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Because we never used to have wildfires

24 Apr 2019 | Science Notes

Tony Heller’s website realclimatescience.com specializes in finding historical newspaper entries and climate records that debunk claims that current events are “unprecedented” or even unusual. For instance see this post on the October 1871 US prairie wildfires. If such fires happened today they would without question be presented as evidence of catastrophic global warming. Yet the fact that they happened at the tail end of the Little Ice Age is considered irrelevant. Heads I win, tails you lose.

The alarmist tactic of pointing to dramatic weather events as proof of anthropogenic climate change is rhetorically effective. But it has a serious logical and empirical flaw. If bad weather one day is evidence of human influence on the climate, it should mean good weather on another day is too. Instead, the comparison with some unseen, imagined alternative is only employed when we have bad weather and the assumption is always that the weather we didn’t have would have been better.

If we hadn’t emitted so much carbon dioxide yesterday’s flood or storm would have been a nice, mild sunny day, the argument goes. But it’s never claimed that today’s mild sunny day would have been cold, wet and windy but for those same carbon dioxide emissions. There’s no way to disprove this theory, since it only makes predictions retroactively. We are never told that, say, the next decade will have more floods than the previous one and if not the theory will be proven defective. Moreover, everything bad including unpleasantly cold weather supposedly proves the theory that man has “disrupted” the climate. But the essence of science is to test hypotheses against evidence. And a theory that explains everything explains nothing.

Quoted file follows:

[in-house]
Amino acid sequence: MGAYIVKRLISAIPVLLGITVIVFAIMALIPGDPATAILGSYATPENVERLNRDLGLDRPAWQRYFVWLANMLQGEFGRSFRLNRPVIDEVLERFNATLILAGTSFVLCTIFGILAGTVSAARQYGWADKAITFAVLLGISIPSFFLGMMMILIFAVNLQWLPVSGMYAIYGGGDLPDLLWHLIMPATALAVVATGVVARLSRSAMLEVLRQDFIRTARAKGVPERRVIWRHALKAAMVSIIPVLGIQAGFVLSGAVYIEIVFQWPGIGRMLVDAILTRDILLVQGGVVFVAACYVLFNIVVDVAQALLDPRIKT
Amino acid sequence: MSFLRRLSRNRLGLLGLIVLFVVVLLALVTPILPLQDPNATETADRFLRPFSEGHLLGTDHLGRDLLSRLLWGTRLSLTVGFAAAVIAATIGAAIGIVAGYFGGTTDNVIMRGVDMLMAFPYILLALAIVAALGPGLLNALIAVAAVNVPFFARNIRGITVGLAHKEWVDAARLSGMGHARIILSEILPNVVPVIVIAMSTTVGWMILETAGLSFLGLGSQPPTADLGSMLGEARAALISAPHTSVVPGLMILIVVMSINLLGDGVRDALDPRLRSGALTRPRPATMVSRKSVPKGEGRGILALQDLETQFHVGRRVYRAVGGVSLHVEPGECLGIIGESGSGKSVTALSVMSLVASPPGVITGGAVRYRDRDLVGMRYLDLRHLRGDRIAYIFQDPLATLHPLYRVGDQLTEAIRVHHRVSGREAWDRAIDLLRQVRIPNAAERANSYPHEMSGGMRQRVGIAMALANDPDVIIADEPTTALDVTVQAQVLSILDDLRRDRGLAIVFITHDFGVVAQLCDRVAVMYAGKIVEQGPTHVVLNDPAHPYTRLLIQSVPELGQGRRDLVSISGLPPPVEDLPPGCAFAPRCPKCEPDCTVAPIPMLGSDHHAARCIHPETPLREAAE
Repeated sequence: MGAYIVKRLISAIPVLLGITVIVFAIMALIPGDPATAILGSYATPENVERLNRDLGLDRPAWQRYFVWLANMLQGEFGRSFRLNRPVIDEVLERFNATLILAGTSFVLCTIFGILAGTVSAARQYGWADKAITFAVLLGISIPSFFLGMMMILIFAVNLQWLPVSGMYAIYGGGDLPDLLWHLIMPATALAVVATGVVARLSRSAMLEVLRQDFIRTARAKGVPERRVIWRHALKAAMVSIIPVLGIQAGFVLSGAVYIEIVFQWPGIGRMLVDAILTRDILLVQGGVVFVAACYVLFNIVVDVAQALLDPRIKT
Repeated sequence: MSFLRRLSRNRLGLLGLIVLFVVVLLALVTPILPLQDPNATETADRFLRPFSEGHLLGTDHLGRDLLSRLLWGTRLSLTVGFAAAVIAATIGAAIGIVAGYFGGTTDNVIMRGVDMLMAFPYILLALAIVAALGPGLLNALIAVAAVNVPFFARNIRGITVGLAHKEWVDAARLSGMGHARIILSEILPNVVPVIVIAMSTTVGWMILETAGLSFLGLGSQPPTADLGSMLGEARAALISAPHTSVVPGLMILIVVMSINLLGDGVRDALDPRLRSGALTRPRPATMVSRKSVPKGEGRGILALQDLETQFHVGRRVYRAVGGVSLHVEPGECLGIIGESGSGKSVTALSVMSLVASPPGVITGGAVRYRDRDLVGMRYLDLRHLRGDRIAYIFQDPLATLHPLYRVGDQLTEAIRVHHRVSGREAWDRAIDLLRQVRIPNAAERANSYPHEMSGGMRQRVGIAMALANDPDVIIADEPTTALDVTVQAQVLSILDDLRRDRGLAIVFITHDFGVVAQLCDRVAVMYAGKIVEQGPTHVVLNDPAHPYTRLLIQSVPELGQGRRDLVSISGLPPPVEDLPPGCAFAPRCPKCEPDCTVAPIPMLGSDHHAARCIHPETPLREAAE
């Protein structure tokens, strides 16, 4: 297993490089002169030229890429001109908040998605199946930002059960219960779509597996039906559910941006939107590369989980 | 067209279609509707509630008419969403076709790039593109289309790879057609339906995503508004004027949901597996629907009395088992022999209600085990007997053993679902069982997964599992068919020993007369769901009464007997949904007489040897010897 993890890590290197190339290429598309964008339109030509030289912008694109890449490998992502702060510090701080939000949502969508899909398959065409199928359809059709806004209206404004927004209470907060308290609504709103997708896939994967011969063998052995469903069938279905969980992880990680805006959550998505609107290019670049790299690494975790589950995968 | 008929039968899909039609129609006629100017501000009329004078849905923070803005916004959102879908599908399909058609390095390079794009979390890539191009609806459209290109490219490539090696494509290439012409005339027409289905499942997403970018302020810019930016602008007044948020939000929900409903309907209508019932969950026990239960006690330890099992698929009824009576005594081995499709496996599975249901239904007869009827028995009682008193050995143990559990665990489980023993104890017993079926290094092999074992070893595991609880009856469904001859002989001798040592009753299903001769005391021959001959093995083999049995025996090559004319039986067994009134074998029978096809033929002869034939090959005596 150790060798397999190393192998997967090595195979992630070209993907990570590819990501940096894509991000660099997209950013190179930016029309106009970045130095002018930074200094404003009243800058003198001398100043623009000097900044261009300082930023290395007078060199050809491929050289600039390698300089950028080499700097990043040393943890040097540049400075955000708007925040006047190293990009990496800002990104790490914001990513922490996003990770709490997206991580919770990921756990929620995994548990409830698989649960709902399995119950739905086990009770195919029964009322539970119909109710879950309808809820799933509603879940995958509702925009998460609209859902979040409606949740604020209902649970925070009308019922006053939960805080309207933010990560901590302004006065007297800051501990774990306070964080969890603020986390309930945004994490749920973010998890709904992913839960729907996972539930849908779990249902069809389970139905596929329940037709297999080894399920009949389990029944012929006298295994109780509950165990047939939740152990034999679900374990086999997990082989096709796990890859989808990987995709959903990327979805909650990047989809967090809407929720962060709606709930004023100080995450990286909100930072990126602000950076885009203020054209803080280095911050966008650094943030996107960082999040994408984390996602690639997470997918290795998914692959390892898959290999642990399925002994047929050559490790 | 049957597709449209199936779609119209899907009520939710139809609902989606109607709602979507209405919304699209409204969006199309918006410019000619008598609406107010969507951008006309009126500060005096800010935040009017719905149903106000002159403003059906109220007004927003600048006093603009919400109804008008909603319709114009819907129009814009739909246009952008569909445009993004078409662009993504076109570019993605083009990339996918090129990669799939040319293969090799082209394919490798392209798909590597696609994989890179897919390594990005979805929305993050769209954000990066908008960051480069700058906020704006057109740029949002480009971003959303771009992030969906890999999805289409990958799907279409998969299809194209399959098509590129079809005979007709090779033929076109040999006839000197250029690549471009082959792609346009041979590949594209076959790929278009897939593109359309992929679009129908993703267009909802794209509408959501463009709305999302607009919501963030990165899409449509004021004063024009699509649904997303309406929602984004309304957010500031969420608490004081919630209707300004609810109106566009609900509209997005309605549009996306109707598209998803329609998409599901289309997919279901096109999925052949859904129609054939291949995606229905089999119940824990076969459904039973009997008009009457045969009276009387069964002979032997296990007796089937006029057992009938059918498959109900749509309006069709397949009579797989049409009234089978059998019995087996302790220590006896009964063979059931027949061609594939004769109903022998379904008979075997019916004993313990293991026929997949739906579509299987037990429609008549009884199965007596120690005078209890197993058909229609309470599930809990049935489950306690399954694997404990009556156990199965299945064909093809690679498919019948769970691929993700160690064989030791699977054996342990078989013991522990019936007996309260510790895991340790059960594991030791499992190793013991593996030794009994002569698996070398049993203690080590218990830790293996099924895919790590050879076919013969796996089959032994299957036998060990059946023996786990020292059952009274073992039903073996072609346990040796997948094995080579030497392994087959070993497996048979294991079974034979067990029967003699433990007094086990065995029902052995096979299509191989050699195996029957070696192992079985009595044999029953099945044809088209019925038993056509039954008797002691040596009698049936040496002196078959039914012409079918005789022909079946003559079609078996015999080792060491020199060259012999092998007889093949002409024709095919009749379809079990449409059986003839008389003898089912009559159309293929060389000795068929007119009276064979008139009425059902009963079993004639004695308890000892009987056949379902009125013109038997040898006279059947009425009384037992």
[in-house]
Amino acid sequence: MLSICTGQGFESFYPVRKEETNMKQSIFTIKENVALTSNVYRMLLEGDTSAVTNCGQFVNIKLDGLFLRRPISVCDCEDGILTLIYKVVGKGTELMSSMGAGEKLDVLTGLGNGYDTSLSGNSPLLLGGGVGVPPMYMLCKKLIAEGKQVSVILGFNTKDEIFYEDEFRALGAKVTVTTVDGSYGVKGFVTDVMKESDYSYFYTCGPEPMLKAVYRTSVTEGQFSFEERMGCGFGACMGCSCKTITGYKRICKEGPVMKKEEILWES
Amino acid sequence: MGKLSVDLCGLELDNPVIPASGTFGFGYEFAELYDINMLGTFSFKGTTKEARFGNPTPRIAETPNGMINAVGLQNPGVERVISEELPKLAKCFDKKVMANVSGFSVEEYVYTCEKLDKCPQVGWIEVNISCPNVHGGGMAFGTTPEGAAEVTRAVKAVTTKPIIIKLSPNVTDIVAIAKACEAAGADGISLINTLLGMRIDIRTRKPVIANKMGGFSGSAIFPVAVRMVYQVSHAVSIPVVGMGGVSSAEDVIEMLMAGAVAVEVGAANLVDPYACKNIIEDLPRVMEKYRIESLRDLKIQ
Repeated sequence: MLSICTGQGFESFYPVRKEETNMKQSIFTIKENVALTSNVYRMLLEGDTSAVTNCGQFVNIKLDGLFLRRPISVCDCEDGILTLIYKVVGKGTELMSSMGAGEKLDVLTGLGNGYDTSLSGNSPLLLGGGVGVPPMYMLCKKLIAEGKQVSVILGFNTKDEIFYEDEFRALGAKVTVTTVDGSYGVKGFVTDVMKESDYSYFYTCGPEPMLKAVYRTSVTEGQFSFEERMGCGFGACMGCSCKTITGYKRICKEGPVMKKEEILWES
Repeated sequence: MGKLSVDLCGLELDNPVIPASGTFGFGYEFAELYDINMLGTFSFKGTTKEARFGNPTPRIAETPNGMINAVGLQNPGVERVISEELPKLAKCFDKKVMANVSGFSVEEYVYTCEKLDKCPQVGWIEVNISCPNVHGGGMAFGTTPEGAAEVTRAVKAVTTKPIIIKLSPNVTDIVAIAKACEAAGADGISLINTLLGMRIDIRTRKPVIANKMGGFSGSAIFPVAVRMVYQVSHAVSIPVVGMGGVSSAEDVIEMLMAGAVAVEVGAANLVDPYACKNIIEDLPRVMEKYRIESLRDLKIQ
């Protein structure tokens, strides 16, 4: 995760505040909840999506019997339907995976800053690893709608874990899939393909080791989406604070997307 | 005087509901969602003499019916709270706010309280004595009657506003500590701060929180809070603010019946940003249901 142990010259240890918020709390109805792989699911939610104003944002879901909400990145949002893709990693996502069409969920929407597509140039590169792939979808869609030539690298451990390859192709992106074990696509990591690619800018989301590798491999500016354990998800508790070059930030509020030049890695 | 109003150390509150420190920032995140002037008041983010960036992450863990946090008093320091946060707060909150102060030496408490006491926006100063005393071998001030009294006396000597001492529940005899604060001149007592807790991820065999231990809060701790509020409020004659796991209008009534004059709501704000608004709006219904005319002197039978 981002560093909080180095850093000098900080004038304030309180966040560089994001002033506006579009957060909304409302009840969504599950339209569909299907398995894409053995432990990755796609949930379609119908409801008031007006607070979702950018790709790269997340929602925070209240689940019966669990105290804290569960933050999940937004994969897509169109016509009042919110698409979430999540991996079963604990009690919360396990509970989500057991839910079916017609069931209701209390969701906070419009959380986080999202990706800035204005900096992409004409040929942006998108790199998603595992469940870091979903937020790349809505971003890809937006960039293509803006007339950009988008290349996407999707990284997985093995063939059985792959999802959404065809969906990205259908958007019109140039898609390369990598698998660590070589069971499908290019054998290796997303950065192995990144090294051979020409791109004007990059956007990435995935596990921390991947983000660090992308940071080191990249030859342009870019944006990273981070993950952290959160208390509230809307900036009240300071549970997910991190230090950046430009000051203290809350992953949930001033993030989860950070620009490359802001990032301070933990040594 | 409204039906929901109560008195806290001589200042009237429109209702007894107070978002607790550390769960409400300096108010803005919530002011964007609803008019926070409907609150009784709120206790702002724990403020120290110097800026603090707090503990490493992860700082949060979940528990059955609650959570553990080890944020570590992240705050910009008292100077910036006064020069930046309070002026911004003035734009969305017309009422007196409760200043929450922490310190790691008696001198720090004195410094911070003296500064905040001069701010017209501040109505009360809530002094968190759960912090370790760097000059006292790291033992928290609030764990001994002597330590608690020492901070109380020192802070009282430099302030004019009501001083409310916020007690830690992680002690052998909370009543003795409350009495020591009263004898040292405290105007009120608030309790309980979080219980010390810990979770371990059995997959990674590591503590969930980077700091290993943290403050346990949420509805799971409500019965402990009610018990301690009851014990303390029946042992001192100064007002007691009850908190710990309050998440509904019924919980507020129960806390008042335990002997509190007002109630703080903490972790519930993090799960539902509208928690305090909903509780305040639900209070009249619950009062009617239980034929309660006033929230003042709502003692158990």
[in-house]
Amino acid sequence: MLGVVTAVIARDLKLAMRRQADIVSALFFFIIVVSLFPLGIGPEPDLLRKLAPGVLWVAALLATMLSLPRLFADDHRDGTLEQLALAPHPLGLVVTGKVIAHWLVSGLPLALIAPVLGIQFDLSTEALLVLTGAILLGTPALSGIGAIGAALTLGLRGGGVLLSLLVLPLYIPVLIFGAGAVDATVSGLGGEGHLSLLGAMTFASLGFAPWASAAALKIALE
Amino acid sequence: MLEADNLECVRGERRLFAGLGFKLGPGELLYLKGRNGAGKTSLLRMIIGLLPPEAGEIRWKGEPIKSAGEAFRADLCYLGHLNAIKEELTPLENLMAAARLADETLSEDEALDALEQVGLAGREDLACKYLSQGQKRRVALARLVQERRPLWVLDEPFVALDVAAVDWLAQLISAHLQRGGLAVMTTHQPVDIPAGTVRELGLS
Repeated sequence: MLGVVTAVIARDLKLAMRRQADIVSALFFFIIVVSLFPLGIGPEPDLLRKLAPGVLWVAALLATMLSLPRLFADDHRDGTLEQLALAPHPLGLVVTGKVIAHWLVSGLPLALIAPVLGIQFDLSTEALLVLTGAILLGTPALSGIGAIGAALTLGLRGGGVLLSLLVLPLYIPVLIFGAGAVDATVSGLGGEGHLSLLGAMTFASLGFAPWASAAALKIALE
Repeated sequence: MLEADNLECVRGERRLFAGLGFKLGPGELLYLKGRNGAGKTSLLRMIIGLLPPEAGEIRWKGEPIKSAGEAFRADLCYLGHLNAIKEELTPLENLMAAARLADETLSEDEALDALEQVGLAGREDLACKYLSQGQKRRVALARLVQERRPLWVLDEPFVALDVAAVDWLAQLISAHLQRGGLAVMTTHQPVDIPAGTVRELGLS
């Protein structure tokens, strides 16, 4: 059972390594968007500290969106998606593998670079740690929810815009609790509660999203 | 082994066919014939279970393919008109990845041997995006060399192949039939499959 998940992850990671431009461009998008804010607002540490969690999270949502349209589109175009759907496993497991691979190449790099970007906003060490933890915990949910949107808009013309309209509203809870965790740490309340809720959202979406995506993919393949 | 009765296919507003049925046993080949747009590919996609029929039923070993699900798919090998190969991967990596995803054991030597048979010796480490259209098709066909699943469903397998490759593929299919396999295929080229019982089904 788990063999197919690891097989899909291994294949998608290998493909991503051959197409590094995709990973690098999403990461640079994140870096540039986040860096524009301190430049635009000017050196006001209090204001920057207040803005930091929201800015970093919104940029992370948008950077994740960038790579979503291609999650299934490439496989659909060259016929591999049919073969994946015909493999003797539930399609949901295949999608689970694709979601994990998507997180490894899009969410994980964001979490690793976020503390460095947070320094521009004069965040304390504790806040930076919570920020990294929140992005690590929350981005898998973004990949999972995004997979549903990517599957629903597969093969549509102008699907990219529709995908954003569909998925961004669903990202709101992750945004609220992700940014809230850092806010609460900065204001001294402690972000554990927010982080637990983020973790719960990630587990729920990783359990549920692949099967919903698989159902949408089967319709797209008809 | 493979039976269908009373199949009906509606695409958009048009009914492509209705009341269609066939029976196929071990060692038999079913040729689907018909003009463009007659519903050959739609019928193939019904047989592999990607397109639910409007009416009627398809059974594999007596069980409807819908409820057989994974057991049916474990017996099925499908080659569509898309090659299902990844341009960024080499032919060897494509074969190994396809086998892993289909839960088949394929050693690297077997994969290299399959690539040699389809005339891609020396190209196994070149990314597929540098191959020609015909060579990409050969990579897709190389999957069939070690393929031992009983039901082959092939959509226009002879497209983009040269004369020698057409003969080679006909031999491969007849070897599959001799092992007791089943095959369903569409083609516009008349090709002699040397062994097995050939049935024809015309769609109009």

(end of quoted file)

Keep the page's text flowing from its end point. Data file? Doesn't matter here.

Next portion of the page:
As Heller underlines, the theory of bad weather as proof of climate change doesn’t just fail logically. It fails empirically, because it explains everything and nothing at the same time. We actually have plenty of historical evidence of fire, floods, droughts, heat waves and other hardships or disasters in the past. Yet the theory does not even attempt to account for them in terms of the causal factors, especially CO2, that are invoked to explain the present and predict the future. Instead it tries to ignore them. And that’s not science.

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